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A new national poll from the University of Michigan Health C.S. Mott Children’s Hospital suggests that many parents struggle with the decision of whether to keep their middle or high school aged child home from school if they are feeling unwell. Factors that parents consider include how their child is behaving due to symptoms, the risk of contagion, and whether the child will miss important academic or extracurricular activities. One in five parents also consider allowing their child a mental health day if needed.

The poll, which surveyed 1,300 parents of children ages 11 to 18, found that many parents are more likely to keep their child home from school when unsure of their child’s level of illness. Academic considerations also play a role in parents’ decision-making process, with many parents noting that their child worries about missing tests, social interactions, or school activities due to an absence. The decision to keep a child home from school can therefore involve a complex mix of physical and mental health factors.

In some cases, parents may consider allowing their child a mental health day, especially if face-to-face interactions at school are triggering or exacerbating mental health issues such as anxiety or depression. However, Clark emphasizes the importance of not allowing children to skip school whenever they expect difficult social situations, as building resilience through facing discomfort is a natural part of life. Parents can help their child develop healthy strategies for handling social stressors and seek guidance from mental health providers for children with diagnosed conditions.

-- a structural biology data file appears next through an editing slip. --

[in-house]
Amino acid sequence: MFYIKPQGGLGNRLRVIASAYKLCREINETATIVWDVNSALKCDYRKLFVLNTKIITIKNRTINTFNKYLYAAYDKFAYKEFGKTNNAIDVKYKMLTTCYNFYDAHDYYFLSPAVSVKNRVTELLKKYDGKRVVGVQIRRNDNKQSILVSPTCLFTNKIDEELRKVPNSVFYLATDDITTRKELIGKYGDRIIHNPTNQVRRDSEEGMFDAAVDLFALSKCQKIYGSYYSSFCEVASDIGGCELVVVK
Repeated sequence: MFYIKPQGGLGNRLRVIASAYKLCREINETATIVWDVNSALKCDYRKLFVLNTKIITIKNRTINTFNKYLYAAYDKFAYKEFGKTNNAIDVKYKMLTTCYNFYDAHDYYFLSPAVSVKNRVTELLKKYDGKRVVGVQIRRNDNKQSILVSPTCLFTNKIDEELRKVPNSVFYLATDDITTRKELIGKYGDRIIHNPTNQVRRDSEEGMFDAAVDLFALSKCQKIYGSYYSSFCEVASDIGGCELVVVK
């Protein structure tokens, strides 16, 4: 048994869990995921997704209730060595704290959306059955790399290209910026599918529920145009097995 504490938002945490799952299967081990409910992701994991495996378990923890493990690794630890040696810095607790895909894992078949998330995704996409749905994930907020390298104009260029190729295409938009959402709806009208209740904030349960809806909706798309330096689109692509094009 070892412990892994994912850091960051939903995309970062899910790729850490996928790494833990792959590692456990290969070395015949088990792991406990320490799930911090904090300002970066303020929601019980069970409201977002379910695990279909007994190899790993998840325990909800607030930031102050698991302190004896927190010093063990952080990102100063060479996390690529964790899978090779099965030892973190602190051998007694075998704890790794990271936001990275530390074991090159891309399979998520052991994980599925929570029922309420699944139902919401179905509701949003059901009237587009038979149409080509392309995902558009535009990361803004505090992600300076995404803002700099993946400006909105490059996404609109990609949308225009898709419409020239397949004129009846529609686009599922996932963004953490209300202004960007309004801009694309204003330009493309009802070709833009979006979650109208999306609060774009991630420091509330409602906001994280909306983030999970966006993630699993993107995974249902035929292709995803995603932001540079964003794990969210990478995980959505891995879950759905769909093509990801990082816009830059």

Most parents surveyed indicated that their child’s school has an attendance policy, which they believe is important for ensuring consistent school attendance. While many parents feel that the policies for making up missed work are reasonable, they also acknowledge the challenges faced by children with chronic medical conditions who frequently miss school due to medical appointments or exacerbations of their condition. Clark suggests that these families may need to have discussions with school administrators and teachers, as well as consult with healthcare providers for support in requesting flexibility in completing assignments at home or with extended time.

Overall, the decision to keep a child home from school due to illness involves a careful consideration of a variety of factors, including physical symptoms, mental health concerns, and academic implications. Parents play a crucial role in addressing these factors and supporting their child’s well-being, while also complying with school attendance policies and advocating for children with chronic medical conditions who may need additional support. By navigating these challenges thoughtfully and seeking guidance from healthcare providers and school officials, parents can ensure that their child receives the necessary care and accommodations to maintain their physical and mental health while staying engaged in their education.

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